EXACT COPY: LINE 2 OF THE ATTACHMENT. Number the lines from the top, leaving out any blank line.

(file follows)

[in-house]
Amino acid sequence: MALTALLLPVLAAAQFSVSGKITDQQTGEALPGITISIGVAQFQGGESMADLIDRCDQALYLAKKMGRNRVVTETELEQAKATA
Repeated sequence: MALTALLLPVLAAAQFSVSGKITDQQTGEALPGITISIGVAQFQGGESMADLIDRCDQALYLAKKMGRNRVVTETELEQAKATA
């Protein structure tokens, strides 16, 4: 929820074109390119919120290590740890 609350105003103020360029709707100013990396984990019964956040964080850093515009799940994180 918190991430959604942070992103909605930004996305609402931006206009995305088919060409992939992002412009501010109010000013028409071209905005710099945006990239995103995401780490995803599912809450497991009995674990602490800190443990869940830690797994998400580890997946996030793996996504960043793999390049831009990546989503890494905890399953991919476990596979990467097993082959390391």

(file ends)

Amino acid sequence: MALTALLLPVLAAAQFSVSGKITDQQTGEALPGITISIGVAQFQGGESMADLIDRCDQALYLAKKMGRNRVVTETELEQAKATA